With the growing Russian military presence around them, more and more Belarusians are becoming anxious about Zapad 17 and what will happen afterwards. The consensus is that not all of the Russian troops, weapons, and equipment will be returning home when the exercise is over. Instead, concern is growing that Russia will establish a permanent military force in Belarus which will serve to erode the Belarusian sovereignty and independence. The worst-case scenario some Belarusians see is an annexation of their homeland along the lines of what Russia did to the Crimea region in 2014.
It is somewhat ironic that many Belarus natives are nearly as concerned about Zapad 17 as some NATO military officers. In a little over one month, NATO and the people of Belarus will find out of their fears are justified or misplaced.
With a fresh outbreak of fighting underway in the Ukraine and the possibility of escalation increasing once again, I feel that this is an opportune time to talk about Poland. The Western media has spent over a year dissecting the conflict in the Ukraine, the dangers of a resurgent Russia and the US response to Vladimir Putin’s challenges. However, there has been very little talk about Poland and more specifically, the task of defending Poland if Russian designs should ever stretch that far west. The prospect of defending Poland is unquestionably being discussed in detail at the Pentagon, Brussels, and the Ministry of Defense in Warsaw. Unfortunately, the subject has not come up very often in military journals and foreign policy publications. Very little, if any information about how a potential war in Poland could play out is available for public consumption.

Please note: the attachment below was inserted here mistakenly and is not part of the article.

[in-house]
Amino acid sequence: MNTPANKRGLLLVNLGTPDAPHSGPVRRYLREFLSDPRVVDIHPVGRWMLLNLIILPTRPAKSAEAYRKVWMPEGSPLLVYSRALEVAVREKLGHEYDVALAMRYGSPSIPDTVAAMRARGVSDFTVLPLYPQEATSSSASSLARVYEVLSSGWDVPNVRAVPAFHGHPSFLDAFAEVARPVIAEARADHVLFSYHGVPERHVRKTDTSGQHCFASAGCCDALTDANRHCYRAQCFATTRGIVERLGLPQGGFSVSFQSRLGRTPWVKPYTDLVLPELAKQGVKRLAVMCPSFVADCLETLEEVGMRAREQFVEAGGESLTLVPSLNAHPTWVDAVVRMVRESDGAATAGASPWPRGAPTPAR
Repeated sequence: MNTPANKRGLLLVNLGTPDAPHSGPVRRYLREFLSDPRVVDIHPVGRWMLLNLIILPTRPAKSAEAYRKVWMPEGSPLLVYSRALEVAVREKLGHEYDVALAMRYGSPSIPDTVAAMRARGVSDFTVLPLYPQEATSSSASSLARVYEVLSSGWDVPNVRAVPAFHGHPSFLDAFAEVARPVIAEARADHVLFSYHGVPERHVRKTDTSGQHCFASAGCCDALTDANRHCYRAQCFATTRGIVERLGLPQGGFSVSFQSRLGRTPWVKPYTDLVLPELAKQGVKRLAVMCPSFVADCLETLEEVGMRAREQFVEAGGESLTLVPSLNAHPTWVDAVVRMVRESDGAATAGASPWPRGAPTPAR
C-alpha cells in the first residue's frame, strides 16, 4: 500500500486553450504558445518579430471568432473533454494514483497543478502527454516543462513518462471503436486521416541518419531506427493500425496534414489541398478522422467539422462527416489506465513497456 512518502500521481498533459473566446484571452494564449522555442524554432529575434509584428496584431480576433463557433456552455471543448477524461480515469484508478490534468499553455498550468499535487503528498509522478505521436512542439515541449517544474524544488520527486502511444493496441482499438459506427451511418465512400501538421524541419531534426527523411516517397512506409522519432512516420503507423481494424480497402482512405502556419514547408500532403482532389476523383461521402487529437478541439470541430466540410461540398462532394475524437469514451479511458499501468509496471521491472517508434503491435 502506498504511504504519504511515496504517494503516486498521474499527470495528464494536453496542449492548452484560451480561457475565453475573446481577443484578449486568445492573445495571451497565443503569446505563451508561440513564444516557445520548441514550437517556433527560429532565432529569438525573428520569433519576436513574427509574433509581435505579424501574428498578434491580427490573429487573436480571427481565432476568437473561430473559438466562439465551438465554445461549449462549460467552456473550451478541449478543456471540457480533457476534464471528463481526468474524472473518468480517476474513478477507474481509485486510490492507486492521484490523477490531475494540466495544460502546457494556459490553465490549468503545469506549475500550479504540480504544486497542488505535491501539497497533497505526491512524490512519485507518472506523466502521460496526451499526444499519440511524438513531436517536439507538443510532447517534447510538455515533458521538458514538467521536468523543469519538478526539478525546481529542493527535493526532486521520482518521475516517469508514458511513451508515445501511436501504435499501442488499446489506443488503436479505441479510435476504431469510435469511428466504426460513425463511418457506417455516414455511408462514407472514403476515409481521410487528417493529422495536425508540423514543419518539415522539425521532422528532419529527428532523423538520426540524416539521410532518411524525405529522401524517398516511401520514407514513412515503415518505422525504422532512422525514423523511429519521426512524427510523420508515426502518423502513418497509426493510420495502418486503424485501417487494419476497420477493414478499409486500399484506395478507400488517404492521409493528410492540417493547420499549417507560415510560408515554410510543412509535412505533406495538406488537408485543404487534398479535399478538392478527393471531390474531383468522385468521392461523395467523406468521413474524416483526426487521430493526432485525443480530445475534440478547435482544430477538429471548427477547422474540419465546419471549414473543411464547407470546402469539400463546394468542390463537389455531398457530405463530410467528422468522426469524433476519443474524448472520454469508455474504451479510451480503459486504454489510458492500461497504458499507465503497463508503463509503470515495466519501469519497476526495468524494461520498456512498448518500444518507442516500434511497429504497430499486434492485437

With all of this in mind, the DIRT project for June is going to be centered on the defense of Poland.
Poland is the nexus of Russia’s future designs on Eastern Europe. Since the annexation of Crimea, Poland has taken steps to strengthen its defenses, forge concrete assurances from its allies and prepare its population in the event of a Russian attack. The mood of the entire nation has changed since March, 2014. Civilians, politicians and military professionals alike recognize that there is a potential threat building to the east.